In science fiction movies, characters often talk about a spaceship “spiralling in” right before it hits the planet. But all orbits in a \(1/r^2\) force are conic sections, not spirals. This spiralling in happens because the spaceship hits atmosphere and the drag from the atmosphere changes the shape of the orbit. But, in an alternate universe, we might have other force laws.
Find the force law for a mass \(\mu\), under the influence of a central-force field, that moves in a logarithmic spiral orbit given by \(r = ke^{\alpha \phi}\), where \(k\) and \(\alpha\) are constants.
Find the upward pointing flux of the electric field \(\vec E =E_0\, z\, \hat z\) through the part of the surface \(z=-3 s^2 +12\) (cylindrical coordinates) that sits above the \((x, y)\)--plane.
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Set up the integrals for the Fourier series for this state.
Which terms will have the largest coefficients? Explain briefly.
Are there any coefficients that you know will be zero? Explain briefly.
Using the technology of your choice or by hand, calculate the four largest coefficients. With screen shots or otherwise, show your work.
A one-dimensional harmonic oscillator has an infinite series of equally spaced energy states, with \(\varepsilon_n = n\hbar\omega\), where \(n\) is an integer \(\ge 0\), and \(\omega\) is the classical frequency of the oscillator. We have chosen the zero of energy at the state \(n=0\) which we can get away with here, but is not actually the zero of energy! To find the true energy we would have to add a \(\frac12\hbar\omega\) for each oscillator.
Show that for a harmonic oscillator the free energy is \begin{equation} F = k_BT\log\left(1 - e^{-\frac{\hbar\omega}{k_BT}}\right) \end{equation} Note that at high temperatures such that \(k_BT\gg\hbar\omega\) we may expand the argument of the logarithm to obtain \(F\approx k_BT\log\left(\frac{\hbar\omega}{kT}\right)\).
From the free energy above, show that the entropy is \begin{equation} \frac{S}{k_B} = \frac{\frac{\hbar\omega}{kT}}{e^{\frac{\hbar\omega}{kT}}-1} - \log\left(1-e^{-\frac{\hbar\omega}{kT}}\right) \end{equation}
This entropy is shown in the nearby figure, as well as the heat capacity.Find an expression for the free energy as a function of \(T\) of a system with two states, one at energy 0 and one at energy \(\varepsilon\).
From the free energy, find expressions for the internal energy \(U\) and entropy \(S\) of the system.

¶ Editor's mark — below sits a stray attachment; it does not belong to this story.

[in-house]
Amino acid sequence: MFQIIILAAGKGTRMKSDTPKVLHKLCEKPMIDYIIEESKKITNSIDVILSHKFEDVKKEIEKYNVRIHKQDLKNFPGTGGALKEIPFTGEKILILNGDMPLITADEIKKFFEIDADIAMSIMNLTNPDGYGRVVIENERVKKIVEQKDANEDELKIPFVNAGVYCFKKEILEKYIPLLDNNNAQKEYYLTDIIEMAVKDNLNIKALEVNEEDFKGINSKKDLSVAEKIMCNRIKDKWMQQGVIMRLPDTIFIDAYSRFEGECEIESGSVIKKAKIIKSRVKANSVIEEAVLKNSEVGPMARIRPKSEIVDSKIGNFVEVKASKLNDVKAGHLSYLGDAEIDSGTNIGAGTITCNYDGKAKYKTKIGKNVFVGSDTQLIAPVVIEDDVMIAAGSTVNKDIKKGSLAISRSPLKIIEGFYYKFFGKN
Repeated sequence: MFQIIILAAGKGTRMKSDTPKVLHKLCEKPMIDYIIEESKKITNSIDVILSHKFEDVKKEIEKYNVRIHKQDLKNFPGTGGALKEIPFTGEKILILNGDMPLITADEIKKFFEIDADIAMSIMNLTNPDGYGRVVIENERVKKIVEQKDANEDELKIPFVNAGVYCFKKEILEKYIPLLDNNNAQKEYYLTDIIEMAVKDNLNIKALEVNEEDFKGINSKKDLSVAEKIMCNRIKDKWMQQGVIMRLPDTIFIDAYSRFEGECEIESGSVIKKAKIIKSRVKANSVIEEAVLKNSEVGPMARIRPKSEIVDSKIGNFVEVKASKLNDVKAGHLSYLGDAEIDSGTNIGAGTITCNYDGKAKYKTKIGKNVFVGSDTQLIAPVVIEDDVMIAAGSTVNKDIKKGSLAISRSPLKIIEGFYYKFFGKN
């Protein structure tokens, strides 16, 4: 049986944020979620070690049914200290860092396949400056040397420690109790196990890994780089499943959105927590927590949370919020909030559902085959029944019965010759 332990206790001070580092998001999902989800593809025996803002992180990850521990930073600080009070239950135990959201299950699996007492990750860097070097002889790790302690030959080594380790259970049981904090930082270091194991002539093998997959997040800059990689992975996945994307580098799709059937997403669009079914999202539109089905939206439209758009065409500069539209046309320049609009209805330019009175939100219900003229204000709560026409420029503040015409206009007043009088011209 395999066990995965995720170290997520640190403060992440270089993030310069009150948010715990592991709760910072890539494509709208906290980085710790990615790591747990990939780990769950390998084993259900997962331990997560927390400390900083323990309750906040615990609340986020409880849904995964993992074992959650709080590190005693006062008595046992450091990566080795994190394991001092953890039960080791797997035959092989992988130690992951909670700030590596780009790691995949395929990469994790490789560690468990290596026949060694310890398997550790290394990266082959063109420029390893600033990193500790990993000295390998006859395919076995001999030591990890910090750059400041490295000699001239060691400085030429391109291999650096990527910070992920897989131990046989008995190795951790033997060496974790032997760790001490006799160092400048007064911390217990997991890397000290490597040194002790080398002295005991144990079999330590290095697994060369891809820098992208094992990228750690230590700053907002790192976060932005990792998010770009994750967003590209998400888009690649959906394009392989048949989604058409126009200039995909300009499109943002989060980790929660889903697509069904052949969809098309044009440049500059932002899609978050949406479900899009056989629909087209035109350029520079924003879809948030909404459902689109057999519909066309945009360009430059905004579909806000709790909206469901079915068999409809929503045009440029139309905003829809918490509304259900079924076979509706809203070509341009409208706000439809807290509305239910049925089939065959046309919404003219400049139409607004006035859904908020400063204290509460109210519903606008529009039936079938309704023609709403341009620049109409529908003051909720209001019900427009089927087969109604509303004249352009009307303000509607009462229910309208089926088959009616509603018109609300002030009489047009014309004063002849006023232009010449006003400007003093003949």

Plot the entropy versus \(T\). Explain its asymptotic behavior as the temperature becomes high.
Plot the \(S(T)\) versus \(U(T)\). Explain the maximum value of the energy \(U\).
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The internal energy is of any ideal gas can be written as \begin{align} U &= U(T,N) \end{align} meaning that the internal energy depends only on the number of particles and the temperature, but not the volume.^{*}
The ideal gas law \begin{align} pV &= Nk_BT \end{align} defines the relationship between \(p\), \(V\) and \(T\). You may take the number of molecules \(N\) to be constant. Consider the free adiabatic expansion of an ideal gas to twice its volume. “Free expansion” means that no work is done, but also that the process is also neither quasistatic nor reversible.What is the change in entropy of the gas? How do you know this?
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Give the general solution of the differential equation: \[\frac{d^2 y}{dx^2}+Ay=0\] Make sure that you can give the solution of this equation regardless of the geometric names of the dependent and independent variables and for either sign for the constant \(A\).
It is NOT necessary to show any work. You may NOT, however, give a solution that has a negative number inside a square root. I am testing whether you can recognize this equation and remember its solution. This equation comes up over and over again in physics, but disguised by different symbols. I am also testing whether you recognize that the geometric character of the equation changes depending on the sign of \(A\).
Give the general solution of the differential equation: \[\frac{d^2 \Phi}{d\phi^2}+7\Phi=0\]
It is NOT necessary to show any work.
Give the general solution of the differential equation: \[\frac{d^2 u}{d\phi^2}+u=0\]
It is NOT necessary to show any work.
Consider two noninteracting systems \(A\) and \(B\). We can either treat these systems as separate, or as a single combined system \(AB\). We can enumerate all states of the combined by enumerating all states of each separate system. The probability of the combined state \((i_A,j_B)\) is given by \(P_{ij}^{AB} = P_i^AP_j^B\). In other words, the probabilities combine in the same way as two dice rolls would, or the probabilities of any other uncorrelated events.
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Consider a system that may be unoccupied with energy zero, or occupied by one particle in either of two states, one of energy zero and one of energy \(\varepsilon\). Find the Gibbs sum for this system is in terms of the activity \(\lambda\equiv e^{\beta\mu}\). Note that the system can hold a maximum of one particle.
Solve for the thermal average occupancy of the system in terms of \(\lambda\).
Show that the thermal average occupancy of the state at energy \(\varepsilon\) is \begin{align} \langle N(\varepsilon)\rangle = \frac{\lambda e^{-\frac{\varepsilon}{kT}}}{\mathcal{Z}} \end{align}
Find an expression for the thermal average energy of the system.
Allow the possibility that the orbitals at \(0\) and at \(\varepsilon\) may each be occupied each by one particle at the same time; Show that \begin{align} \mathcal{Z} &= 1 + \lambda + \lambda e^{-\frac{\varepsilon}{kT}} + \lambda^2 e^{-\frac{\varepsilon}{kT}} \\ &= (1+\lambda)\left(1+e^{-\frac{\varepsilon}{kT}}\right) \end{align} Because \(\mathcal{Z}\) can be factored as shown, we have in effect two independent systems.